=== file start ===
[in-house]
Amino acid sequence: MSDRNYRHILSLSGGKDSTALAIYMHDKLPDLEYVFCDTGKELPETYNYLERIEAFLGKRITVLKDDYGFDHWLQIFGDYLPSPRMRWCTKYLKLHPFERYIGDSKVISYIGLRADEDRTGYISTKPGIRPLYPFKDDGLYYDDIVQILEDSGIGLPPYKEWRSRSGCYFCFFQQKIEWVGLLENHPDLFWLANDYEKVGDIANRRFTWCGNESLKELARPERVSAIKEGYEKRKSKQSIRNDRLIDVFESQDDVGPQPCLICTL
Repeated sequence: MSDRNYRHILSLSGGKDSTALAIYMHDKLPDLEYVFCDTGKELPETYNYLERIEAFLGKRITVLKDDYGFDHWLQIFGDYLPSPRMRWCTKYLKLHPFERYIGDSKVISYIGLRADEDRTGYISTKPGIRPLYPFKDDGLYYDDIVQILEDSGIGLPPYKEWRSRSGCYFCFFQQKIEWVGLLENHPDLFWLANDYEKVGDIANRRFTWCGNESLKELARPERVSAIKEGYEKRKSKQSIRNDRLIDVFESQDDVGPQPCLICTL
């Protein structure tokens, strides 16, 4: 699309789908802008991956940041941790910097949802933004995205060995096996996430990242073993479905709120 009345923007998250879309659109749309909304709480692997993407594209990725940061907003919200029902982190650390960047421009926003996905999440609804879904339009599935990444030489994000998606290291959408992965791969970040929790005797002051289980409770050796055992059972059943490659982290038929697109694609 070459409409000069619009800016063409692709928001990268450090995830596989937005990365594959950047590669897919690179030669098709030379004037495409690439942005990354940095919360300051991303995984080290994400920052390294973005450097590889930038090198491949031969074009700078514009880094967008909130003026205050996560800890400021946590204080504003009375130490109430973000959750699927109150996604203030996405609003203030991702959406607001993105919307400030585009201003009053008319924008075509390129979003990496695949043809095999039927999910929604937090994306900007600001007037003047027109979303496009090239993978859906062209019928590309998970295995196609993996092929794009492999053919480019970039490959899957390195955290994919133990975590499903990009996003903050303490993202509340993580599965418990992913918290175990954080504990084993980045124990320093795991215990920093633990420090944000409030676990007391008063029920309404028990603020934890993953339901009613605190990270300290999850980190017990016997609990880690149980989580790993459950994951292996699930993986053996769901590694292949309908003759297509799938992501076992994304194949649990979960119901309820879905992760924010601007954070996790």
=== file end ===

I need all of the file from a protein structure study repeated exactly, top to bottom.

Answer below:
[in-house]
Amino acid sequence: MSDRNYRHILSLSGGKDSTALAIYMHDKLPDLEYVFCDTGKELPETYNYLERIEAFLGKRITVLKDDYGFDHWLQIFGDYLPSPRMRWCTKYLKLHPFERYIGDSKVISYIGLRADEDRTGYISTKPGIRPLYPFKDDGLYYDDIVQILEDSGIGLPPYKEWRSRSGCYFCFFQQKIEWVGLLENHPDLFWLANDYEKVGDIANRRFTWCGNESLKELARPERVSAIKEGYEKRKSKQSIRNDRLIDVFESQDDVGPQPCLICTL
Repeated sequence: MSDRNYRHILSLSGGKDSTALAIYMHDKLPDLEYVFCDTGKELPETYNYLERIEAFLGKRITVLKDDYGFDHWLQIFGDYLPSPRMRWCTKYLKLHPFERYIGDSKVISYIGLRADEDRTGYISTKPGIRPLYPFKDDGLYYDDIVQILEDSGIGLPPYKEWRSRSGCYFCFFQQKIEWVGLLENHPDLFWLANDYEKVGDIANRRFTWCGNESLKELARPERVSAIKEGYEKRKSKQSIRNDRLIDVFESQDDVGPQPCLICTL
């Protein structure tokens, strides 16, 4: 699309789908802008991956940041941790910097949802933004995205060995096996996430990242073993479905709120 009345923007998250879309659109749309909304709480692997993407594209990725940061907003919200029902982190650390960047421009926003996905999440609804879904339009599935990444030489994000998606290291959408992965791969970040929790005797002051289980409770050796055992059972059943490659982290038929697109694609 070459409409000069619009800016063409692709928001990268450090995830596989937005990365594959950047590669897919690179030669098709030379004037495409690439942005990354940095919360300051991303995984080290994400920052390294973005450097590889930038090198491949031969074009700078514009880094967008909130003026205050996560800890400021946590204080504003009375130490109430973000959750699927109150996604203030996405609003203030991702959406607001993105919307400030585009201003009053008319924008075509390129979003990496695949043809095999039927999910929604937090994306900007600001007037003047027109979303496009090239993978859906062209019928590309998970295995196609993996092929794009492999053919480019970039490959899957390195955290994919133990975590499903990009996003903050303490993202509340993580599965418990992913918290175990954080504990084993980045124990320093795991215990920093633990420090944000409030676990007391008063029920309404028990603020934890993953339901009613605190990270300290999850980190017990016997609990880690149980989580790993459950994951292996699930993986053996769901590694292949309908003759297509799938992501076992994304194949649990979960119901309820879905992760924010601007954070996790």